HAP taps Israeli market to help finance Jersey City tower

HAP Investment Group has raised $6.8m from a private placement in Israel to help finance the development of an 800-unit tower in Jersey City, New Jersey. The New York-based investment and development company expects to complete another, similar deal as it puts together the capital stack for the project, which is expected to cost about $437m. “This is the first time a development company has done a private placement in Israel for a specific project [through an Israeli Securities Authority-approved prospectus,” said Nir Amsel, ceo of HAP ISRAEL and co-founder.

The Journal Square development site is close to PATH, Amtrak, Newark Airport and bus routes to New York and other widely traveled regional destination. “We think this a great up and coming neighborhood, with many projects under construction that will come online over the next five to 10 years,” said Eran Polack, ceo and co-founder. “When all of this is completed, I think Journal Square will be one of the best neighborhoods in New York and New Jersey.”

The company began work on the private placement, approved by the Israeli Securities Authority, in March and went through what Amsel described as an extremely thorough process of due diligence. “We worked very hard with the ISA, which accommodated our time frame and schedule. The ISA wanted this novel product to succeed but were also very scrutinous,” he added. The company sold 544 participation units, each valued at $12,500.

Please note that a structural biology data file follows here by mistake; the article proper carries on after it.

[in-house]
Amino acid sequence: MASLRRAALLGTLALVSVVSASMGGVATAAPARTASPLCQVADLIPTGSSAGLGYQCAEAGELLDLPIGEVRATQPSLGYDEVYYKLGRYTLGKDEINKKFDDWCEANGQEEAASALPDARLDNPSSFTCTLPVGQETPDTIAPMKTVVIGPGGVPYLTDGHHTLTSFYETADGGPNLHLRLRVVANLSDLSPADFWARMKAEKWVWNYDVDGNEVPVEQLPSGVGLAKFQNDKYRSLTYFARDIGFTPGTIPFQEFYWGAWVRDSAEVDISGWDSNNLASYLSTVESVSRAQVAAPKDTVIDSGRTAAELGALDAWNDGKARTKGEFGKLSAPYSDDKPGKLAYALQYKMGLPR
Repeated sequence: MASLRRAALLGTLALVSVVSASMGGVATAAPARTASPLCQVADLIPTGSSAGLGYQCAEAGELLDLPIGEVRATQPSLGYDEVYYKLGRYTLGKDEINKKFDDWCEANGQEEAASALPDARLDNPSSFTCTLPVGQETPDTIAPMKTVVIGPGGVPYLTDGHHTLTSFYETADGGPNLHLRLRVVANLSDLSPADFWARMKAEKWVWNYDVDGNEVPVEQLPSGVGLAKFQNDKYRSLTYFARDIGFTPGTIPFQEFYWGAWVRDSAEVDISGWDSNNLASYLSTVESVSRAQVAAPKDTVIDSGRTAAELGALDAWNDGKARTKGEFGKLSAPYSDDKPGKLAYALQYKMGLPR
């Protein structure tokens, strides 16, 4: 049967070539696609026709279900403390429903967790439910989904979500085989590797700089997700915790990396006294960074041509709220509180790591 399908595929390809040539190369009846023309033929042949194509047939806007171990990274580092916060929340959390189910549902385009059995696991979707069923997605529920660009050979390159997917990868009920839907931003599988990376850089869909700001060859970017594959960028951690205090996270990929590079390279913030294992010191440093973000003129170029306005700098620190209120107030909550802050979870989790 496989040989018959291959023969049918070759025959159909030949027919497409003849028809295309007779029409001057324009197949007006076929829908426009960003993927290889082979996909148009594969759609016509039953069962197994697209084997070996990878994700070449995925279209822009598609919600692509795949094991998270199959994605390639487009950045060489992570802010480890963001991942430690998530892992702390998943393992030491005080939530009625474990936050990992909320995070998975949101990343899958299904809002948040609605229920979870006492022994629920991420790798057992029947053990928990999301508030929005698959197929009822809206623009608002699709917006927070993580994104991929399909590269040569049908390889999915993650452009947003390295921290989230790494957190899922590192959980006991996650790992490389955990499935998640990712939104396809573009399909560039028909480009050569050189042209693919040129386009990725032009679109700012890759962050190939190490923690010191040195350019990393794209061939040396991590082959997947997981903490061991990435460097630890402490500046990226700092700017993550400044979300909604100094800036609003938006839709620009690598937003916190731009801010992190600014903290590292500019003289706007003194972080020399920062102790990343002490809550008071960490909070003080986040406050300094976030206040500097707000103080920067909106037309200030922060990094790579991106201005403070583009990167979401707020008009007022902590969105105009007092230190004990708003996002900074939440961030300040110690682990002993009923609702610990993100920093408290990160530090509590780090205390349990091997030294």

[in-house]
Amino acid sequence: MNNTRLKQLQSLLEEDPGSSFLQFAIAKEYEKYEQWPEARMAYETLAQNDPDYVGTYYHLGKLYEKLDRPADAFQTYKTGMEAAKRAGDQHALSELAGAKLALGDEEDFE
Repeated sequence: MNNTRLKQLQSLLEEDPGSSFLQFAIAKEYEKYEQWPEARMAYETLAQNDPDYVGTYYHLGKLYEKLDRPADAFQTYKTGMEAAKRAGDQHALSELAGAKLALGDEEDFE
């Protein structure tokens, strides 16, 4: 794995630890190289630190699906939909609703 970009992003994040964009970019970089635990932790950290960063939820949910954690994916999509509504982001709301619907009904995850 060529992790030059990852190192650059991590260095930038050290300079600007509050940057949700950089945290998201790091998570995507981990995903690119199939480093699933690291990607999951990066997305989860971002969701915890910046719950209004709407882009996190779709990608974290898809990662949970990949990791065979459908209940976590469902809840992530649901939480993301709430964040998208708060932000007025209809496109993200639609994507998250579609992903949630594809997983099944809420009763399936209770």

After launching the offering to clients and prospects, HAP observed a five-day waiting period before allocating to investors on a first come, first serve basis. Demand was stronger than expected, which Amsel believes is due to the location of the project as well as Israeli investor desire to have U.S. real estate investments. This meant that the placement was sold out in a few minutes, he said. “People believed in our deal and gave the project a real vote of confidence,” he added.

HAP, which now has a shelf registration in Israel, will be able to complete future deals more easily. “We will need debt and significant equity and we want to have as many good financing channels as we can,” Amsel said. “We want to keep leverage down and have a good partner base, which will allow us to raise more money as the project advances.” The firm hasn’t yet lined up a construction loan.
The company worked with Deloitte, which has completed a number of transactions for real estate companies with the Israeli Securities Authority, as well as Tel Aviv law firm Naschitz Brandes Amir. In some ways, the transaction is similar to crowdfunding because it allows smaller investors to tap into projects that were typically reserved for institutional investors. “Deals like this allow people with less money to earn returns that only wealthy people have been able to do,” Amsel said.